|a calculus or concretion found in the stomach or intestines of certain animals, esp. ruminants, formerly reputed to be an effective remedy for poison.|
|a gadget; dingus; thingumbob.|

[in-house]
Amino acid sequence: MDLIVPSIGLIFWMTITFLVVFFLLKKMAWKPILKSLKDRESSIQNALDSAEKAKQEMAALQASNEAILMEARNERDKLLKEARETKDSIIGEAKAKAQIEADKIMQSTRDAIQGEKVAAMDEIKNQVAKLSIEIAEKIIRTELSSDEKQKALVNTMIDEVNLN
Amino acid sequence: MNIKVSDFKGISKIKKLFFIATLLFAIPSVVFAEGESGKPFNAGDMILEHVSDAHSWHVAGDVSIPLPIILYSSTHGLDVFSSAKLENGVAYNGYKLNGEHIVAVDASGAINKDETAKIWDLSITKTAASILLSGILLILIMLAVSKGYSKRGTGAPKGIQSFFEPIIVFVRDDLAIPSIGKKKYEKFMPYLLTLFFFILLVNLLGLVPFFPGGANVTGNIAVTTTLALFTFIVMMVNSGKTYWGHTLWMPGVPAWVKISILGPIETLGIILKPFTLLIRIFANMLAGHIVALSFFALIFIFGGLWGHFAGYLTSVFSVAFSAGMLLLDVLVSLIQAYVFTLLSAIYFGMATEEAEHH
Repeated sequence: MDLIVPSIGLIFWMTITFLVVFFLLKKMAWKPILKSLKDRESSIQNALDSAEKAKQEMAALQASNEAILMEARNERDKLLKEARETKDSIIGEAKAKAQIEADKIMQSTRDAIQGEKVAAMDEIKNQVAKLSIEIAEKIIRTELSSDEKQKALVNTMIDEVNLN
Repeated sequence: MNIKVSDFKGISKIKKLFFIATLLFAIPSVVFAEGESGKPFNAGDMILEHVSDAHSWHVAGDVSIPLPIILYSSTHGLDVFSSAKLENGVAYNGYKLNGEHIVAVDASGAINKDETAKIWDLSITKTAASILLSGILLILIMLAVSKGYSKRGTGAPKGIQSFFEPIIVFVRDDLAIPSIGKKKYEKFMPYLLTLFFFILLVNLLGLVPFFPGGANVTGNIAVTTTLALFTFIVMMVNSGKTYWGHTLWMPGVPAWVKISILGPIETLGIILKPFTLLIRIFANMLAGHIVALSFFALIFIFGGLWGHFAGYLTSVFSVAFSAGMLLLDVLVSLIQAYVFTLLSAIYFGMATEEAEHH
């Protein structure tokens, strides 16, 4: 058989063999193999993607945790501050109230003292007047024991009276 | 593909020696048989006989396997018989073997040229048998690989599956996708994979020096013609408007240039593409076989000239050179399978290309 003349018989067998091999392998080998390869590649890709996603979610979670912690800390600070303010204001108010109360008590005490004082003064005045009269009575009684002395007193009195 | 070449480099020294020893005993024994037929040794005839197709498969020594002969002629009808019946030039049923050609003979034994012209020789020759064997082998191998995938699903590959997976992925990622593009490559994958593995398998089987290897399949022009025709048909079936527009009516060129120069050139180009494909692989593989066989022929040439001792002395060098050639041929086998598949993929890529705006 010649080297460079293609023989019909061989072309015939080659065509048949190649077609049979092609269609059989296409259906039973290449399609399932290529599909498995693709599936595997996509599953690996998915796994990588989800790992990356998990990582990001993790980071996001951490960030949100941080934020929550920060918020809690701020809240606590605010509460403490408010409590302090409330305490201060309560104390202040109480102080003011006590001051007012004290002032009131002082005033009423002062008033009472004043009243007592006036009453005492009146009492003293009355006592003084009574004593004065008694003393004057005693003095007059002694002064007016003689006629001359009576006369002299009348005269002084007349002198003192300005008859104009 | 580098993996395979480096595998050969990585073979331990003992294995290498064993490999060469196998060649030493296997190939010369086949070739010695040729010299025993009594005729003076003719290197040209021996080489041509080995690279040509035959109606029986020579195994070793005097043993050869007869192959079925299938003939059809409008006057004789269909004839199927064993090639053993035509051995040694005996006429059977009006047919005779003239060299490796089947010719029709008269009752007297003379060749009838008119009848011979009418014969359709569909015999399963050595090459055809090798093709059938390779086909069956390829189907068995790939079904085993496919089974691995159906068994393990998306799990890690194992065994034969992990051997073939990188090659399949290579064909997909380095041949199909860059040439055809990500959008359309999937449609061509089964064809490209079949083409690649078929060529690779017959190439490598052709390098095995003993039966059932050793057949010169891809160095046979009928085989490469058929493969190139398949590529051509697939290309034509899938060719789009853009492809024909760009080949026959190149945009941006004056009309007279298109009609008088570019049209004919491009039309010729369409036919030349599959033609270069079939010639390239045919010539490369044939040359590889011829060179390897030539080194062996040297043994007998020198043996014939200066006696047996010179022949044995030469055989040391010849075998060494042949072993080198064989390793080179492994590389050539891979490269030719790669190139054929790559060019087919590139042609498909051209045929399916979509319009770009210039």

the last course of a meal. In the United States dessert is likely to consist of pastry, cake, ice cream, pudding, or fresh or cooked fruit. British meals traditionally end with nuts, fruits, and port or other dessert wine, while French practice is to end with fruit, cheese, and wine; in both cuisines, a more elaborate meal would include a sweet course preceding the dessert offerings. In Spain, Portugal, and Latin-American countries, desserts of flan (a baked caramel custard) are ubiquitous. Other rich sweets based on eggs, milk, and fruits also are preferred. The elaborate cakes and tarts of central and northern Europe make the dessert course a glory of these cuisines. Indian cuisine offers sweet puddings and dense cakes flavoured with rosewater, honey, and nuts
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